Saturday, June 27, 2009

On Obama's criticism of Iran,0,4316322.story

The above is an L.A. Times article posted 6-27-09 by Borzou Daragahi which he entitled “Mahmoud Ahmadinejad says criticism of Tehran's crackdown on dissenters was 'abnormal and discourteous.' I’ll quote a few passages and provide comments below:

“. . . President Mahmoud Ahmadinejad, emerging from a period of relative quiet, criticized Obama for making "unconventional, abnormal and discourteous comments" in condemning the violence and political repression.”

“ . . . The Obama administration hoped to broach talks with Iran this year to resolve a long-standing dispute over Iran's nuclear program. The post-election violence against Mousavi's green-clad movement makes it politically difficult for U.S. officials to have contact with Iranian officials. After welcoming Iranian diplomats to join in Fourth of July celebrations at U.S. embassies, the Obama administration rescinded the invitations.

"”They constantly say that they want to talk with Iran," Ahmadinejad said in a meeting with judiciary officials. "OK. We have announced our readiness. But do they expect us to talk with such comments? He made a mistake.’"

“Ahmadinejad again repeated his warning that Obama avoid following in the footsteps of former President George W. Bush. ‘He also used to speak to the world from a position of arrogance and egotism, but you saw how God brought him down to abjectness and buried him in the dustbin of history,’ he said in comments broadcast on state radio.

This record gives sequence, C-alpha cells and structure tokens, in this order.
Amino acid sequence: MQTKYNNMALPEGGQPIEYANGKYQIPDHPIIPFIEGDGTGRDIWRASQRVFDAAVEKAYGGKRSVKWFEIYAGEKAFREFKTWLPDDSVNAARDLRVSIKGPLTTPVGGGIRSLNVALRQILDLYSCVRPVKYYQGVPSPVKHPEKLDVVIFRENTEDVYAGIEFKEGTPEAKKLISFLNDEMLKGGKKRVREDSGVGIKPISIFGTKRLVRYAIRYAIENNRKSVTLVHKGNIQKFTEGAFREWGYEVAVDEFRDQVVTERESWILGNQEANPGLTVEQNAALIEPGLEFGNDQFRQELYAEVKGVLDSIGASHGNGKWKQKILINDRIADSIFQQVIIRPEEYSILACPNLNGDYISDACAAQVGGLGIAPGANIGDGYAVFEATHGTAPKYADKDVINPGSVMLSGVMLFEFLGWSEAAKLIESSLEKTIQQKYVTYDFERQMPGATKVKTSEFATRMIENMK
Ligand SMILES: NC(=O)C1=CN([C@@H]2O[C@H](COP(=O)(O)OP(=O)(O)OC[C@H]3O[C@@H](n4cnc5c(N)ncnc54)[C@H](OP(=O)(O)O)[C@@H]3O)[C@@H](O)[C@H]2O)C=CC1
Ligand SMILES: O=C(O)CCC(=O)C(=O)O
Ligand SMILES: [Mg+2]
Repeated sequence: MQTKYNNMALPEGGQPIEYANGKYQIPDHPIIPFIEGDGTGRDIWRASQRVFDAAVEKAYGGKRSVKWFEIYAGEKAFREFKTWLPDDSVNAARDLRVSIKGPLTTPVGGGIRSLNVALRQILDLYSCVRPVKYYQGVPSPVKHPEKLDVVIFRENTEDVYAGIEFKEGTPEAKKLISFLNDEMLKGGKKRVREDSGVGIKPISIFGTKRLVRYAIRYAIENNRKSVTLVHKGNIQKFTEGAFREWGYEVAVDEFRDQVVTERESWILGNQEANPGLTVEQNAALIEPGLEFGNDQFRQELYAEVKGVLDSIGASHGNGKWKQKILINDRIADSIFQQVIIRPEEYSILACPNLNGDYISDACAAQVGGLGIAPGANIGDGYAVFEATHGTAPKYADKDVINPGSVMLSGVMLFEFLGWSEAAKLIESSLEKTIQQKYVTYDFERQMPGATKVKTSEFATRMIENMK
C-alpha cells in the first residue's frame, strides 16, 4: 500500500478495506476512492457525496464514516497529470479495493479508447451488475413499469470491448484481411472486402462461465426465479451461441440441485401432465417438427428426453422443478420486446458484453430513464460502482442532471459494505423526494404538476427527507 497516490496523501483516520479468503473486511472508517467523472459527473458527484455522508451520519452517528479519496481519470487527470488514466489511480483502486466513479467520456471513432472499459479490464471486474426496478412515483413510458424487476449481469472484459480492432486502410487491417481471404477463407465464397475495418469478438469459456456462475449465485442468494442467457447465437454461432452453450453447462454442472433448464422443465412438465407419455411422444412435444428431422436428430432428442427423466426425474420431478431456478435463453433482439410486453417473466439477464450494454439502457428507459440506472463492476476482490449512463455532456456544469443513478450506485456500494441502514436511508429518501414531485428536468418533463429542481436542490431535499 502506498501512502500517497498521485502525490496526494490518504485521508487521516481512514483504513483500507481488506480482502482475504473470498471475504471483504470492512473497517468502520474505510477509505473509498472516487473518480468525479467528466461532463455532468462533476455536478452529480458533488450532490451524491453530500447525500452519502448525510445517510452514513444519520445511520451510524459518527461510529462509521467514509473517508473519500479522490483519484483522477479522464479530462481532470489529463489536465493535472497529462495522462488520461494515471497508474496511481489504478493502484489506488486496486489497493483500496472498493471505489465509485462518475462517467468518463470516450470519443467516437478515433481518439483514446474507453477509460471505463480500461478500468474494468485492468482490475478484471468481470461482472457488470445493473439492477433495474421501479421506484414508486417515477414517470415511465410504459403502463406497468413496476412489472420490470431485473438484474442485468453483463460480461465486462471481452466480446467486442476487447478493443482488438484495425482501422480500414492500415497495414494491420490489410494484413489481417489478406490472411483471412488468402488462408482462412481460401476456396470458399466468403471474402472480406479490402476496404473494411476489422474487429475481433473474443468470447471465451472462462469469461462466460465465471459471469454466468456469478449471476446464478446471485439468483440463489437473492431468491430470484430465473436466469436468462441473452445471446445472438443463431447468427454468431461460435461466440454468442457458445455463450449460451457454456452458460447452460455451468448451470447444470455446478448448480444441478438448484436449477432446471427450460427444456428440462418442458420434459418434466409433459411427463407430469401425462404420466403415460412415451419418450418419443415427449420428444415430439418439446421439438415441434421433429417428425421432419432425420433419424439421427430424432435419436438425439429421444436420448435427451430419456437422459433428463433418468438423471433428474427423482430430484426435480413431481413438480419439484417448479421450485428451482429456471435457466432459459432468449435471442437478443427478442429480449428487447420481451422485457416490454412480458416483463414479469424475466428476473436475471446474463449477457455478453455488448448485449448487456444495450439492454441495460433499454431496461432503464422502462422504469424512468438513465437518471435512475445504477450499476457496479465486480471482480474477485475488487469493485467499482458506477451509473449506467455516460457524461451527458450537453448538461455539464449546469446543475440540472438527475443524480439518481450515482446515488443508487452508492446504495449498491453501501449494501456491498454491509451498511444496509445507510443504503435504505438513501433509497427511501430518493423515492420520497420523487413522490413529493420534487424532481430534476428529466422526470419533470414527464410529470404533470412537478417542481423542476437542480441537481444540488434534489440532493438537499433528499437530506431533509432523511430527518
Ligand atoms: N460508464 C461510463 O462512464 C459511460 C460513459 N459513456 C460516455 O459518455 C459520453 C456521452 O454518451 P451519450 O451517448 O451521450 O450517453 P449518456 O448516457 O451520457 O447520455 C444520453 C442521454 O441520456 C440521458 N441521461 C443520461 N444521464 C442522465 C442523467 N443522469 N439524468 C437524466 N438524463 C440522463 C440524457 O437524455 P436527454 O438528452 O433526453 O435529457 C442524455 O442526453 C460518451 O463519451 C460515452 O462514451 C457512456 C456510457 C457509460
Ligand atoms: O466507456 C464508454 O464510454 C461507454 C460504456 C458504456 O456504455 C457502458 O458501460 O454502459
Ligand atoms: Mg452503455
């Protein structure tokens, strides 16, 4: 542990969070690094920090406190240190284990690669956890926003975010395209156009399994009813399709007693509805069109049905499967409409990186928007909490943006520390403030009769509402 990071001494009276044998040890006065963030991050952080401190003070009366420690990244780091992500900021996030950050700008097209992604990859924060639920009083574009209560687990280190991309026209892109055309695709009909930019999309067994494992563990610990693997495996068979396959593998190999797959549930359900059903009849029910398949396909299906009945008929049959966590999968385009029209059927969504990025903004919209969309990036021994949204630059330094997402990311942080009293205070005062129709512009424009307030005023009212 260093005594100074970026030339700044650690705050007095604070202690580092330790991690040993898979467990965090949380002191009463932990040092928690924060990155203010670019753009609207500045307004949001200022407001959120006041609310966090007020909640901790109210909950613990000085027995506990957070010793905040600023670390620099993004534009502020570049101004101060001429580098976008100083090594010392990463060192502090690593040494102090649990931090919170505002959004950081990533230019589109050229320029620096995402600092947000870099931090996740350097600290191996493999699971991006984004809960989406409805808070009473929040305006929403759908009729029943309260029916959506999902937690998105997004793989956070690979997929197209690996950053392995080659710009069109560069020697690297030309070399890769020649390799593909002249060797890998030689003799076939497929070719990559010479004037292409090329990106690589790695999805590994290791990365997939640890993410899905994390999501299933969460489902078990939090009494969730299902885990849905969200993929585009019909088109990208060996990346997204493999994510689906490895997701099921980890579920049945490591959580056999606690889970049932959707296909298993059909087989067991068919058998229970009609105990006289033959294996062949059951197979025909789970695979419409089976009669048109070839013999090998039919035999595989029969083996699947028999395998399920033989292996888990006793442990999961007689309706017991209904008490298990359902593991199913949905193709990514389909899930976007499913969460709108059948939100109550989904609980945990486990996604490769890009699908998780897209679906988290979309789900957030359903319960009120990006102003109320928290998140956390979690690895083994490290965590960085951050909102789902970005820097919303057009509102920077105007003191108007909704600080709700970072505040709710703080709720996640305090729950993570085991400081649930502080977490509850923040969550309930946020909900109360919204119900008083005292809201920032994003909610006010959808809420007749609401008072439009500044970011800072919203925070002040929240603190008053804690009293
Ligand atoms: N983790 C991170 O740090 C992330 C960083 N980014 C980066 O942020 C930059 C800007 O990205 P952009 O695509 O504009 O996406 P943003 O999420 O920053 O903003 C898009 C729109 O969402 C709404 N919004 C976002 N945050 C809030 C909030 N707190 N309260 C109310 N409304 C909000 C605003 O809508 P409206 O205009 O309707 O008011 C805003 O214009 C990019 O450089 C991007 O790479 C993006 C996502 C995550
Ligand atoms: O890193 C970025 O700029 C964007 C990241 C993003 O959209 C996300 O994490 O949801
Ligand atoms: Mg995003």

"’We do not expect much from those few European countries because they do not enjoy any particular status in the world," he said. "However, we are surprised at Mr. Obama.’"


I had a debate the other day with a right-wing partisan. She was criticizing Obama for not speaking out against the savage treatment of the Iranian Protestors by the current regime there. No, no, I said. You don’t understand about diplomacy. Obama can’t speak out, at least not in any serious way. He must endure whatever occurs there so that he will have his chance to be diplomatic. He can’t follow in Bush’s footsteps, for that would ultimately lead to some military action (if he hoped to stop Iran’s nuclear ambitions). He can’t side with the Protestors unless he wants to engage in military action; which he obviously doesn’t. So it is good, from the standpoint of diplomacy, that he doesn’t criticize what is going on there.

In the meantime right-wingers such as Sean Hannity lambasted Obama for not having the courage to criticize the poor treatment of the Protestors. And when Obama did speak out, Hannity said it was much too late and that he spoke out only because Republicans forced him into it.

Gad! Has Obama abandoned his hope of dealing with Iran diplomatically because of right-wing accusations of weakness? I am disappointed. I hoped to see him cleverly keep his mouth shut until he had a chance to meet Ahmadinejad face to face. I hoped to see the wonders of his diplomacy.

Did he give up the diplomatic approach, as it seems, because he was forced to do so by critics? Or did he give up the idea of diplomacy after learning more about Ahmadinejad and the current regime? I commented about Ahmadinejad saying he didn’t seem open to reason and that military action seemed to be demanded if we were serious about stopping Iran’s nuclear ambitions, but when Obama was elected, I was perfectly willing to give him his chance to try diplomacy. I’m sure I said some place that I didn’t think diplomacy would work, but I was open to his trying it. I hoped it would work. I was very willing to “suspend disbelief” while Obama had his chance. But as Ahmadinejad says above, “He made a mistake.”

Is it time for a new “Operation Opera”? Are you up for that, President Obama?

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